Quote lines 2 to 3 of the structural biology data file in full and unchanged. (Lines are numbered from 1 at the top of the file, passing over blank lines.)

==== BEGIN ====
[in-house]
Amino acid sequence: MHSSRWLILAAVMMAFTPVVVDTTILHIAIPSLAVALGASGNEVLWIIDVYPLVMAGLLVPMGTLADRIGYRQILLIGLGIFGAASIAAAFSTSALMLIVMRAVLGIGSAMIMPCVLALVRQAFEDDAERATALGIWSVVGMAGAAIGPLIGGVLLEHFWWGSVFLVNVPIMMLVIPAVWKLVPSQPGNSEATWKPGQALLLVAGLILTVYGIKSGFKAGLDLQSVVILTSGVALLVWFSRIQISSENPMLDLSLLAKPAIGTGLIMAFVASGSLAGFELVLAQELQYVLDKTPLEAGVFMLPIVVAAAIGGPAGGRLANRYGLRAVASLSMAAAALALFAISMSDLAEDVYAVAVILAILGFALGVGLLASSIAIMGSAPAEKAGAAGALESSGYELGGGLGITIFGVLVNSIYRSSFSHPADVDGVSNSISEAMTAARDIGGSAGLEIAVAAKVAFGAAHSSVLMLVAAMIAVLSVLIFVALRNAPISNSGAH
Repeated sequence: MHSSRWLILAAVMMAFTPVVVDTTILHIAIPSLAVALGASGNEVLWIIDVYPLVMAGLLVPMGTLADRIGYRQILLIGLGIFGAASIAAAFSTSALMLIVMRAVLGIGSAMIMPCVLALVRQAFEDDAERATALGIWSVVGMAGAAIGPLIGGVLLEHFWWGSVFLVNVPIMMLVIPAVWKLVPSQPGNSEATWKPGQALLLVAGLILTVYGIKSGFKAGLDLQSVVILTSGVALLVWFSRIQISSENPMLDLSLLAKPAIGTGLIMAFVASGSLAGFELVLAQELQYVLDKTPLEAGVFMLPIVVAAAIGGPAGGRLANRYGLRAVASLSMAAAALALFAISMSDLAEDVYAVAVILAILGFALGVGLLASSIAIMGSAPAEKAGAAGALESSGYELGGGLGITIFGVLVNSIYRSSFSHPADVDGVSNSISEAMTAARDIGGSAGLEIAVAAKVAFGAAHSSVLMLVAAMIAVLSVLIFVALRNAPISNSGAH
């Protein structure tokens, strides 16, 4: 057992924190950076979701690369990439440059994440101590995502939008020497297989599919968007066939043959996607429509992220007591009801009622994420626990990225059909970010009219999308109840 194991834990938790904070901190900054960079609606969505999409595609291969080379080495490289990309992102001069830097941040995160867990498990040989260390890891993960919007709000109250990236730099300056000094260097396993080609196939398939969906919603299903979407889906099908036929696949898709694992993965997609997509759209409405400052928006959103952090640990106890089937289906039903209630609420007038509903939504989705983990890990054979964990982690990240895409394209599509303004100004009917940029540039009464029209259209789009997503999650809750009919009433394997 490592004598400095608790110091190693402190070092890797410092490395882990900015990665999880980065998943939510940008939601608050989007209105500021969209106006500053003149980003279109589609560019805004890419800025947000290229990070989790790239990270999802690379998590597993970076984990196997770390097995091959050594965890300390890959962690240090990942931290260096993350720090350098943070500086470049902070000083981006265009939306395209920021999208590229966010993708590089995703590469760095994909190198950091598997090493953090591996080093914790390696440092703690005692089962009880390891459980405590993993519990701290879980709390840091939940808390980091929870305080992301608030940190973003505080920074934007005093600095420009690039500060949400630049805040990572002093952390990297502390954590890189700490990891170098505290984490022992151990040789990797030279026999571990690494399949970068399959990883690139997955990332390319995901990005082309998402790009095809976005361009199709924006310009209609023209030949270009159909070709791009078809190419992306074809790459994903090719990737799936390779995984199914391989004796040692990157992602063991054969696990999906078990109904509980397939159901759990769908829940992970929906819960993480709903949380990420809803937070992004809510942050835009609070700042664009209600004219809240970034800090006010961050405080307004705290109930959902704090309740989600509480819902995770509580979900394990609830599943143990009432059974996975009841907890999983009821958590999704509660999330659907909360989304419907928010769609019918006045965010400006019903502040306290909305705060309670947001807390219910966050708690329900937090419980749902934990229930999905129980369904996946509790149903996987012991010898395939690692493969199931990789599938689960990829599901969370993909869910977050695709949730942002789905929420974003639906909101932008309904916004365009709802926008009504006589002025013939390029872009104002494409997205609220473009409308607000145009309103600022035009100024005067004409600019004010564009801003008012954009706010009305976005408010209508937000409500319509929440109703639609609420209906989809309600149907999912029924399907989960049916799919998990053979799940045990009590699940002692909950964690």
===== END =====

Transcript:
Amino acid sequence: MHSSRWLILAAVMMAFTPVVVDTTILHIAIPSLAVALGASGNEVLWIIDVYPLVMAGLLVPMGTLADRIGYRQILLIGLGIFGAASIAAAFSTSALMLIVMRAVLGIGSAMIMPCVLALVRQAFEDDAERATALGIWSVVGMAGAAIGPLIGGVLLEHFWWGSVFLVNVPIMMLVIPAVWKLVPSQPGNSEATWKPGQALLLVAGLILTVYGIKSGFKAGLDLQSVVILTSGVALLVWFSRIQISSENPMLDLSLLAKPAIGTGLIMAFVASGSLAGFELVLAQELQYVLDKTPLEAGVFMLPIVVAAAIGGPAGGRLANRYGLRAVASLSMAAAALALFAISMSDLAEDVYAVAVILAILGFALGVGLLASSIAIMGSAPAEKAGAAGALESSGYELGGGLGITIFGVLVNSIYRSSFSHPADVDGVSNSISEAMTAARDIGGSAGLEIAVAAKVAFGAAHSSVLMLVAAMIAVLSVLIFVALRNAPISNSGAH
Repeated sequence: MHSSRWLILAAVMMAFTPVVVDTTILHIAIPSLAVALGASGNEVLWIIDVYPLVMAGLLVPMGTLADRIGYRQILLIGLGIFGAASIAAAFSTSALMLIVMRAVLGIGSAMIMPCVLALVRQAFEDDAERATALGIWSVVGMAGAAIGPLIGGVLLEHFWWGSVFLVNVPIMMLVIPAVWKLVPSQPGNSEATWKPGQALLLVAGLILTVYGIKSGFKAGLDLQSVVILTSGVALLVWFSRIQISSENPMLDLSLLAKPAIGTGLIMAFVASGSLAGFELVLAQELQYVLDKTPLEAGVFMLPIVVAAAIGGPAGGRLANRYGLRAVASLSMAAAALALFAISMSDLAEDVYAVAVILAILGFALGVGLLASSIAIMGSAPAEKAGAAGALESSGYELGGGLGITIFGVLVNSIYRSSFSHPADVDGVSNSISEAMTAARDIGGSAGLEIAVAAKVAFGAAHSSVLMLVAAMIAVLSVLIFVALRNAPISNSGAH